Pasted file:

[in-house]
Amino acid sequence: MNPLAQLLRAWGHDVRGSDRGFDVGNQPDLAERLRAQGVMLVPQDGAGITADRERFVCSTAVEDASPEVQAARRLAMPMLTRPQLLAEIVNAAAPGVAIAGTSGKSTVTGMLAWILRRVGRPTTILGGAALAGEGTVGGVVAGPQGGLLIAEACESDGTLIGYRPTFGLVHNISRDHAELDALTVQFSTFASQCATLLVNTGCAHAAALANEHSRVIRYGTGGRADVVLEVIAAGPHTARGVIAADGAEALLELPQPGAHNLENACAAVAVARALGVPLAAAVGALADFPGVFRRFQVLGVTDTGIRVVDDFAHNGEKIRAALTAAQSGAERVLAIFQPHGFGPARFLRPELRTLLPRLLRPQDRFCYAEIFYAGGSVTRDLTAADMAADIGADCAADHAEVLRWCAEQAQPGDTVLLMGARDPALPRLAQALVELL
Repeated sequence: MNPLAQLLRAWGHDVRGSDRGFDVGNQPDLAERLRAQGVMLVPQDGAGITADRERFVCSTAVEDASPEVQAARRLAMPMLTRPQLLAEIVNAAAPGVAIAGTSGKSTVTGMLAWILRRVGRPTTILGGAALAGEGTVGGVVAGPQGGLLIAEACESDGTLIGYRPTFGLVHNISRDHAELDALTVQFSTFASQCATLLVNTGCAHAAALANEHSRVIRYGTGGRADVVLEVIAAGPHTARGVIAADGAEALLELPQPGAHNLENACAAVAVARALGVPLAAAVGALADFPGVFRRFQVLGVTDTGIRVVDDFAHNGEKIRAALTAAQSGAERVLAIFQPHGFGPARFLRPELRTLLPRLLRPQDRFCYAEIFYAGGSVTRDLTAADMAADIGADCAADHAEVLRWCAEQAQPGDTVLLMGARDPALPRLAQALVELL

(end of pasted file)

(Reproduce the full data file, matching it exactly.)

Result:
[in-house]
Amino acid sequence: MNPLAQLLRAWGHDVRGSDRGFDVGNQPDLAERLRAQGVMLVPQDGAGITADRERFVCSTAVEDASPEVQAARRLAMPMLTRPQLLAEIVNAAAPGVAIAGTSGKSTVTGMLAWILRRVGRPTTILGGAALAGEGTVGGVVAGPQGGLLIAEACESDGTLIGYRPTFGLVHNISRDHAELDALTVQFSTFASQCATLLVNTGCAHAAALANEHSRVIRYGTGGRADVVLEVIAAGPHTARGVIAADGAEALLELPQPGAHNLENACAAVAVARALGVPLAAAVGALADFPGVFRRFQVLGVTDTGIRVVDDFAHNGEKIRAALTAAQSGAERVLAIFQPHGFGPARFLRPELRTLLPRLLRPQDRFCYAEIFYAGGSVTRDLTAADMAADIGADCAADHAEVLRWCAEQAQPGDTVLLMGARDPALPRLAQALVELL
Repeated sequence: MNPLAQLLRAWGHDVRGSDRGFDVGNQPDLAERLRAQGVMLVPQDGAGITADRERFVCSTAVEDASPEVQAARRLAMPMLTRPQLLAEIVNAAAPGVAIAGTSGKSTVTGMLAWILRRVGRPTTILGGAALAGEGTVGGVVAGPQGGLLIAEACESDGTLIGYRPTFGLVHNISRDHAELDALTVQFSTFASQCATLLVNTGCAHAAALANEHSRVIRYGTGGRADVVLEVIAAGPHTARGVIAADGAEALLELPQPGAHNLENACAAVAVARALGVPLAAAVGALADFPGVFRRFQVLGVTDTGIRVVDDFAHNGEKIRAALTAAQSGAERVLAIFQPHGFGPARFLRPELRTLLPRLLRPQDRFCYAEIFYAGGSVTRDLTAADMAADIGADCAADHAEVLRWCAEQAQPGDTVLLMGARDPALPRLAQALVELL